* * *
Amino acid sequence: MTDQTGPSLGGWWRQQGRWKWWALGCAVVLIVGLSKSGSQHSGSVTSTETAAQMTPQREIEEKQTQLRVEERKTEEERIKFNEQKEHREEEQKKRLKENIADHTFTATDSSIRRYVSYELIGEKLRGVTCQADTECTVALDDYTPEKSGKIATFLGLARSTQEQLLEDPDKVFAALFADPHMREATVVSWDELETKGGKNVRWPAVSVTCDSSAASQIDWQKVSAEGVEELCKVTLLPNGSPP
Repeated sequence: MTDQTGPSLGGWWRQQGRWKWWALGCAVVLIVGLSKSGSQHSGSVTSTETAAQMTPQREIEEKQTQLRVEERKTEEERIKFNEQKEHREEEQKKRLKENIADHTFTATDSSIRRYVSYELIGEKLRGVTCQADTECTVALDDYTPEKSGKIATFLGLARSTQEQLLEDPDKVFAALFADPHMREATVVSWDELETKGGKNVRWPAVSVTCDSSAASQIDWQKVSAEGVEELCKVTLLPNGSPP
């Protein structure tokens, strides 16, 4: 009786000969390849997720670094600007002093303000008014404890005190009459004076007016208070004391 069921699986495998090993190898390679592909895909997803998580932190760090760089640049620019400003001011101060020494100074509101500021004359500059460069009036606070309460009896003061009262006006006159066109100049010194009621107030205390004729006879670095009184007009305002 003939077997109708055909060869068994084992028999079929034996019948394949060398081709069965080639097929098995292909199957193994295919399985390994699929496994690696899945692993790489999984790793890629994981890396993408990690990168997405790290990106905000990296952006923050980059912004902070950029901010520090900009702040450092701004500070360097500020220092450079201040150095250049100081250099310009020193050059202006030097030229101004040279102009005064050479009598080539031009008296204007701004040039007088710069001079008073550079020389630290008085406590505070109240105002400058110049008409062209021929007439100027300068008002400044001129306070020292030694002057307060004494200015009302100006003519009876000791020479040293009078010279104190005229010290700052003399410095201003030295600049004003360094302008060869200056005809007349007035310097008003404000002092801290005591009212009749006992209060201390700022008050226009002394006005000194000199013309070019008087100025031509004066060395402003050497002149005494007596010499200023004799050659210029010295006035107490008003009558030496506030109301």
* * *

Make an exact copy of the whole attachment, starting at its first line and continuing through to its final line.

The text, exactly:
Amino acid sequence: MTDQTGPSLGGWWRQQGRWKWWALGCAVVLIVGLSKSGSQHSGSVTSTETAAQMTPQREIEEKQTQLRVEERKTEEERIKFNEQKEHREEEQKKRLKENIADHTFTATDSSIRRYVSYELIGEKLRGVTCQADTECTVALDDYTPEKSGKIATFLGLARSTQEQLLEDPDKVFAALFADPHMREATVVSWDELETKGGKNVRWPAVSVTCDSSAASQIDWQKVSAEGVEELCKVTLLPNGSPP
Repeated sequence: MTDQTGPSLGGWWRQQGRWKWWALGCAVVLIVGLSKSGSQHSGSVTSTETAAQMTPQREIEEKQTQLRVEERKTEEERIKFNEQKEHREEEQKKRLKENIADHTFTATDSSIRRYVSYELIGEKLRGVTCQADTECTVALDDYTPEKSGKIATFLGLARSTQEQLLEDPDKVFAALFADPHMREATVVSWDELETKGGKNVRWPAVSVTCDSSAASQIDWQKVSAEGVEELCKVTLLPNGSPP
């Protein structure tokens, strides 16, 4: 009786000969390849997720670094600007002093303000008014404890005190009459004076007016208070004391 069921699986495998090993190898390679592909895909997803998580932190760090760089640049620019400003001011101060020494100074509101500021004359500059460069009036606070309460009896003061009262006006006159066109100049010194009621107030205390004729006879670095009184007009305002 003939077997109708055909060869068994084992028999079929034996019948394949060398081709069965080639097929098995292909199957193994295919399985390994699929496994690696899945692993790489999984790793890629994981890396993408990690990168997405790290990106905000990296952006923050980059912004902070950029901010520090900009702040450092701004500070360097500020220092450079201040150095250049100081250099310009020193050059202006030097030229101004040279102009005064050479009598080539031009008296204007701004040039007088710069001079008073550079020389630290008085406590505070109240105002400058110049008409062209021929007439100027300068008002400044001129306070020292030694002057307060004494200015009302100006003519009876000791020479040293009078010279104190005229010290700052003399410095201003030295600049004003360094302008060869200056005809007349007035310097008003404000002092801290005591009212009749006992209060201390700022008050226009002394006005000194000199013309070019008087100025031509004066060395402003050497002149005494007596010499200023004799050659210029010295006035107490008003009558030496506030109301």